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An Execution in the Family: One Son's Journey
An Execution in the Family details Robert Meeropol's political odyssey from Rosenberg son to political activist in his own right, and chronicles a very personal story of self-discovery. It is the story of how he tried to balance a strong desire to live a normal life and raise a family, with a growing need to create something useful out of his nightmare childhood. It is als ...more
Paperback, 288 pages
Published June 1st 2004 by St. Martin's Griffin
(first published 2003)
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Written by the son of Ethel and Julius Rosenberg. I found it riveting. I found him to be so honest both with what happened to him as a child, but especially his nuanced understanding of what his parents did. Were they innocent? He was open to new information over the years and did not hide behind a "pat" answer.I also like the way he laid out the "old left" and the "new left." And I appreciated the fact that he was an activist from a young age, trying to live into the legacy left by his parents. ...more
See, I thought this subject would interest me. The story of what happens to the son of a couple that was executed for espionage in the McCarthy era (he was only 4 yrs. old, I belive). It should have been fascinating, but it was written in such a boring fashion that I gave up on it after a few chapters. I still think I'd like to read a first person account of something like that, but I need to find a different author.
Although I find the story of what happened to the Rosenberg's tragic and feel strongly that there was a miscarriage of justice, this book is painful to read. Being the son of the Rosenberg's does not make you a writer. I thought that the book would be about the case and the trial, but rather it was like a long, boring, self-congratulatory journal entry.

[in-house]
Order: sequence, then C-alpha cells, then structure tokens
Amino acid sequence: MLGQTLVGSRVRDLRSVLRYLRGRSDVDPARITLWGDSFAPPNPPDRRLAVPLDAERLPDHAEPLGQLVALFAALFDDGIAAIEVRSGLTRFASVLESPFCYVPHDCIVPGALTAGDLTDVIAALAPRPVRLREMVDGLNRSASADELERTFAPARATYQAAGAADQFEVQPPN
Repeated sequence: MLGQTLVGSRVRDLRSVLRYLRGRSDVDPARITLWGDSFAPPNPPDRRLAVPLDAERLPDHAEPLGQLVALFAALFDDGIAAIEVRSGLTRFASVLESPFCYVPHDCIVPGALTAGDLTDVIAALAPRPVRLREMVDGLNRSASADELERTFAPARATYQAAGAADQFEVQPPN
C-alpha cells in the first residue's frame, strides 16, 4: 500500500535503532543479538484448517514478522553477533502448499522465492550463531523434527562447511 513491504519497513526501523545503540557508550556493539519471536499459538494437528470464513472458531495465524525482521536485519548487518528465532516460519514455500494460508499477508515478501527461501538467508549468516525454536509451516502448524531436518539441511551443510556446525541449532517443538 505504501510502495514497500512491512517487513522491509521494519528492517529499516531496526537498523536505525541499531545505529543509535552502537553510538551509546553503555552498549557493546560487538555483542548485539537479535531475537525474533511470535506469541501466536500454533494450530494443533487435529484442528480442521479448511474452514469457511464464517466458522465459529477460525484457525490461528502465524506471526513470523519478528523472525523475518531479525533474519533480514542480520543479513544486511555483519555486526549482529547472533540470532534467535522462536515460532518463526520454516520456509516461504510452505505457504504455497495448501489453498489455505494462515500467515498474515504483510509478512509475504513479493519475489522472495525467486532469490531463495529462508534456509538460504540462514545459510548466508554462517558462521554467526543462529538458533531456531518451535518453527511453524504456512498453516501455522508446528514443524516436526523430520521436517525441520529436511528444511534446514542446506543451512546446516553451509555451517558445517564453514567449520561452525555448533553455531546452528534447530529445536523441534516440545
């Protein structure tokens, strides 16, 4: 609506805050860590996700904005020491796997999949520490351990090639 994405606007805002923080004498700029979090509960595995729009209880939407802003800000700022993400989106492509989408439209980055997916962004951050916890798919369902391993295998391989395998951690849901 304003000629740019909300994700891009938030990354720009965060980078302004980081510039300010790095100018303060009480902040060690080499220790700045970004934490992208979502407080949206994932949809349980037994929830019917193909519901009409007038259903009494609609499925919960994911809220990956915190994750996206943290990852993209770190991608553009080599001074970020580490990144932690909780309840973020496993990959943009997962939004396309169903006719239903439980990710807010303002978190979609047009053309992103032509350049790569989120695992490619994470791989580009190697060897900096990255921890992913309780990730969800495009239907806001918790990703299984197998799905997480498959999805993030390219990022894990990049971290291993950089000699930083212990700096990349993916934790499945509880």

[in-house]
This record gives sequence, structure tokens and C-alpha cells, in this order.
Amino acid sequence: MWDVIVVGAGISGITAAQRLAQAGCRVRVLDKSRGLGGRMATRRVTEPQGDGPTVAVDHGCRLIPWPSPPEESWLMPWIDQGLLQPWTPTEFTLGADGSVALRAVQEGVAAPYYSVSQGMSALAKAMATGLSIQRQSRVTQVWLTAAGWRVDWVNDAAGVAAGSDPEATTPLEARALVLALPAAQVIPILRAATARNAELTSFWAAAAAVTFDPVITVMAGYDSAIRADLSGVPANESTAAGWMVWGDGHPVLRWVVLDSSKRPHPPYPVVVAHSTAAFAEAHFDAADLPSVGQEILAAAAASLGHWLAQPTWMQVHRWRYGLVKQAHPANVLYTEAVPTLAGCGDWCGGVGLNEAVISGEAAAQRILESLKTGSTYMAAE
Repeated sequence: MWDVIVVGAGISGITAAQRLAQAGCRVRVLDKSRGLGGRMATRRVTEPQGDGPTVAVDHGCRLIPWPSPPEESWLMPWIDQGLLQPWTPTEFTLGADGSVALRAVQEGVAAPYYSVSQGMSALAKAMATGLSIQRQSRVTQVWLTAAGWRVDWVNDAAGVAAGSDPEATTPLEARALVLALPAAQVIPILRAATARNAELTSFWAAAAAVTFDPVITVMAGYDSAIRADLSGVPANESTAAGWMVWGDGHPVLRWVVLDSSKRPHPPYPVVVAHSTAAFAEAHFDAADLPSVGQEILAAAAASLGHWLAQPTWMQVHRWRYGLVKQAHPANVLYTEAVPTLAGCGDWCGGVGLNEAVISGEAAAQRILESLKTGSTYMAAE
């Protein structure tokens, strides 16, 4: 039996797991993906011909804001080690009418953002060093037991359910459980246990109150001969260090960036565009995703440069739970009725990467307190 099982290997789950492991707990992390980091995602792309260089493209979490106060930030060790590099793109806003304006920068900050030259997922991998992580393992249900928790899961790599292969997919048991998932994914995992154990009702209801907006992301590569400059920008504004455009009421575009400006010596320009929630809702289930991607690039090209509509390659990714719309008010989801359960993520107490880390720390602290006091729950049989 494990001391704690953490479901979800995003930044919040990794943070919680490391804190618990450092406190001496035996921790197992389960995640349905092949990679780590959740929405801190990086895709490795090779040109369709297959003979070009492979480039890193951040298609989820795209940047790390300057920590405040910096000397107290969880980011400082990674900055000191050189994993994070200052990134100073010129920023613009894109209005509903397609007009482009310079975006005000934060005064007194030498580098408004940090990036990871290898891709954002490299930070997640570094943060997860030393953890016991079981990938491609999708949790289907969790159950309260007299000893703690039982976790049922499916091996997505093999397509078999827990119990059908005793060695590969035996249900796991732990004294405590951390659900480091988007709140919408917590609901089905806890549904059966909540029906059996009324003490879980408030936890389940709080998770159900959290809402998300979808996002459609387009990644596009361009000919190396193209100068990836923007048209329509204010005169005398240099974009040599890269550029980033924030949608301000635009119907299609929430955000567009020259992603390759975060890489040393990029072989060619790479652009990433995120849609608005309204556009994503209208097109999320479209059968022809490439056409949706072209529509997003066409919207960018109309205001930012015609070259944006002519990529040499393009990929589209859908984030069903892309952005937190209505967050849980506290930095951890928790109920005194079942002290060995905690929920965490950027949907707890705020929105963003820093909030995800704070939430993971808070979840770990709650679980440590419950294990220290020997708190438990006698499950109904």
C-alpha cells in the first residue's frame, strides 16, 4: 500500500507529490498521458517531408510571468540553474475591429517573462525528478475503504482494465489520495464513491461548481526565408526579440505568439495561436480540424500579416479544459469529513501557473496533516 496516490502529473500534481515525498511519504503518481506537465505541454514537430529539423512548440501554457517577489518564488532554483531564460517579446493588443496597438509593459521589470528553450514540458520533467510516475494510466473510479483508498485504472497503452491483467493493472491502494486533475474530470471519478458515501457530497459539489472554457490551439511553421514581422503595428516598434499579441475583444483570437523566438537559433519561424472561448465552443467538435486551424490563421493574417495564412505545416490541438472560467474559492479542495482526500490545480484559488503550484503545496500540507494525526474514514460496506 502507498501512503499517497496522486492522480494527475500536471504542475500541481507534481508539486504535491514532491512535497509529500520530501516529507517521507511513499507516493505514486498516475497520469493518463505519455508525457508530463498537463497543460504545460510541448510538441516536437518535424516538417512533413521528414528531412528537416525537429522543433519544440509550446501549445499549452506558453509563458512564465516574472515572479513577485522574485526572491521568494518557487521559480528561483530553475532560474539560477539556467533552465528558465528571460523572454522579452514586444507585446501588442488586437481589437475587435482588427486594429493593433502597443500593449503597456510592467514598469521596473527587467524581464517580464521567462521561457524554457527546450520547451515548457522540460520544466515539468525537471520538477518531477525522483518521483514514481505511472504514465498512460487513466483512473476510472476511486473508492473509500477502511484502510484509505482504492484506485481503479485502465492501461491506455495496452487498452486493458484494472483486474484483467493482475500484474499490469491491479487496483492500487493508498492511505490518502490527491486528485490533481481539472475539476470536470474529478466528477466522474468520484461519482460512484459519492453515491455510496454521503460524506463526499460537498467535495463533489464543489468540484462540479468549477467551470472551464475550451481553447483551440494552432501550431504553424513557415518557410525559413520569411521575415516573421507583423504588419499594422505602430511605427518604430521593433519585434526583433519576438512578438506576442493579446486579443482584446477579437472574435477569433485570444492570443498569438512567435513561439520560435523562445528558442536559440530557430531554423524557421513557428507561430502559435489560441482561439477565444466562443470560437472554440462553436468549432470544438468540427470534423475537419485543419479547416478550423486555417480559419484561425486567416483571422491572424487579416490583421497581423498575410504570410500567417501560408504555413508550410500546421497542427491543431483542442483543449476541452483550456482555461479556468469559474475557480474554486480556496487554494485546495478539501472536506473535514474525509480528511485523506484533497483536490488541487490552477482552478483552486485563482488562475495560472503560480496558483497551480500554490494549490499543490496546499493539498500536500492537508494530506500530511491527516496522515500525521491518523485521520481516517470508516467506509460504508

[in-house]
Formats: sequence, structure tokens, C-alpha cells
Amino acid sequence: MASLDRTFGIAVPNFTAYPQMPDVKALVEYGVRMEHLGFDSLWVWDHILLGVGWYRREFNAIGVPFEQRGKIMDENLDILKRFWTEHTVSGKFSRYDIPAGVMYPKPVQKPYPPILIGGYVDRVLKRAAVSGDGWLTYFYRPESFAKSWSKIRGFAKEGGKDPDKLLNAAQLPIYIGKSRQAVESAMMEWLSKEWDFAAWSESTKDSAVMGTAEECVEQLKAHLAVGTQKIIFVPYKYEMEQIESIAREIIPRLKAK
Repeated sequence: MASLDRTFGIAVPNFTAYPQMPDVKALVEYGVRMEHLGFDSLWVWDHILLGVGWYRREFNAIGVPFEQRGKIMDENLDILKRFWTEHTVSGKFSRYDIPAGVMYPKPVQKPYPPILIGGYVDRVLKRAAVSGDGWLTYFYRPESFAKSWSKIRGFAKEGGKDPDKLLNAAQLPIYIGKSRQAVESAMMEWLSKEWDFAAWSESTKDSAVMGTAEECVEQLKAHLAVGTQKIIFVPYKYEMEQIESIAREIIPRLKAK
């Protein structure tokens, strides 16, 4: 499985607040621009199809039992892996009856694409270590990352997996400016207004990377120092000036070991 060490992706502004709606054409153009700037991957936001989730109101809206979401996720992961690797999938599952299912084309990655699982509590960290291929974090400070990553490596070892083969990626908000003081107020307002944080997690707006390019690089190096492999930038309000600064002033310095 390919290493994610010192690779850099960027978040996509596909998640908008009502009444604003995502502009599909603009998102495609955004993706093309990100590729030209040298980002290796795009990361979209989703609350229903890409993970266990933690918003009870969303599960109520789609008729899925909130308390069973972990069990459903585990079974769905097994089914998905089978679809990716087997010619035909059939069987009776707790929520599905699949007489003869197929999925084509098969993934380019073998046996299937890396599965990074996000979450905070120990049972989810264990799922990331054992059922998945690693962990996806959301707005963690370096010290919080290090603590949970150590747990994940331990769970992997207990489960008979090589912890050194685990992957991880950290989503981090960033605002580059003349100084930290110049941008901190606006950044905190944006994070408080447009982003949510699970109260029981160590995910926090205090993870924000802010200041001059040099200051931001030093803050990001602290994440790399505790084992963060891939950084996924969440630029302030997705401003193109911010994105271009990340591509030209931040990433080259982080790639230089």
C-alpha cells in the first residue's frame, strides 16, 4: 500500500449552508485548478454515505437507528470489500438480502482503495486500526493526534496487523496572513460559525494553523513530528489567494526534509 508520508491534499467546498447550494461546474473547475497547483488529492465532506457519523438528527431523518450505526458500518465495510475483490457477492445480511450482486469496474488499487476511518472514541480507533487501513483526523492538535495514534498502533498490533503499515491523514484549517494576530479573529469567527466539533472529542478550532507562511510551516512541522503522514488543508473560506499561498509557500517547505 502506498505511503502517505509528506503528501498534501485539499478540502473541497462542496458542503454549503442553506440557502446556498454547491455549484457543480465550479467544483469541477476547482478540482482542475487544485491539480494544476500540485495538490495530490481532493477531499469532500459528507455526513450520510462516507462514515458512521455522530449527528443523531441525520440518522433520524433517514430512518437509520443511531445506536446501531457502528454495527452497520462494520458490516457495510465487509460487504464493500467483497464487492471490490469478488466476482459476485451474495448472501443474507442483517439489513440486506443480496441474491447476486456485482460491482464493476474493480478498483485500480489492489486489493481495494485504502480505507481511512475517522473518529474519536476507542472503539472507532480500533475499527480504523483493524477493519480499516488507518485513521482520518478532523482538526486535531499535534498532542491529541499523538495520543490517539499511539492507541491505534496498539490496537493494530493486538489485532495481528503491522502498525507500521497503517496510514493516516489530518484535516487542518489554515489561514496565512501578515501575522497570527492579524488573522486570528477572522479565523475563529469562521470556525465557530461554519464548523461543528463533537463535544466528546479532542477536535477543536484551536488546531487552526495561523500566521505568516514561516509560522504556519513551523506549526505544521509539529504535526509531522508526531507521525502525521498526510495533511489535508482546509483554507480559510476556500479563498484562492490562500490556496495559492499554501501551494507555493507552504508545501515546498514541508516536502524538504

I give up. This book wasn't what I thought it was. What this book is a giant yawn fest of a middle class kid growing up in the mid 1960s. The adopted parents did a great thing by taking in the kids and educating them and loving them and giving them a stable home. But this book never should have been published. It offers no substantial addition to the Rosenberg saga, which I think needs to be explored more, especially in our current time. Were the parents guilty? Maybe both? Maybe just Julius? I ...more
Jun 10, 2011 Larry Bassett rated it really liked it · review of another edition
Mostly because I am of a particular political persuasion, I have known about Julius and Ethel Rosenberg for many years. They are martyrs in the cause of justice denied in the McCarthy years of the early 1950s. The Rosenbergs were executed in 1953 for allegedly being communist spies for the Soviet Union. They could have avoided the death penalty by pleading guilty. They had two young sons, age 6 and 10, when they were killed by the government. The boys'last name was changed when they were adopted ...more
I read this book knowing nothing about the Rosenberg case except that they were convicted of conspiracy to commit espionage and executed. That was all. So I went into this book with a completely open mind. One thing throughout the entire book that had me a bit turned off was his never-ending politicking, and in the latter half as he gets older his constant politicking but this time making a point and then taking it right back. He constantly refers to himself and his ideals as in the middle but s ...more
This book was full of interesting information that really made me rethink how my government operates. I struggled to try and understand how, in particular, Ethel Rosenberg could have been sent to the electric chair. I have read other sources about the Rosenbergs, and they agree that Ethel was executed as means to leverage information from Julius. Imagining my mother killed by the government would have turned me into the Unabomber. I admire both Michael and Robert for becoming such produductive, ...more
In 1953 the US government executed Robert Meeropol’s parents for the conspiracy to sell the secret of the atomic bomb to the Soviets. Although the case is ever present in the book, it’s by no means a complete representation of the events that lead to his parents execution nor is it the point of the book. This book is about the son’s life. It’s a very personal story at times interesting at time ordinary. Overall you get a sense of how murder causes a ripple effect through families regardless of w ...more
I stumbled upon this book accidentally when researching the song "Strange Fruit". The connection to this book and the song is not worth mentioning, however I am certainly glad to have found this read since it exposed me to history that I was not aware of in depth.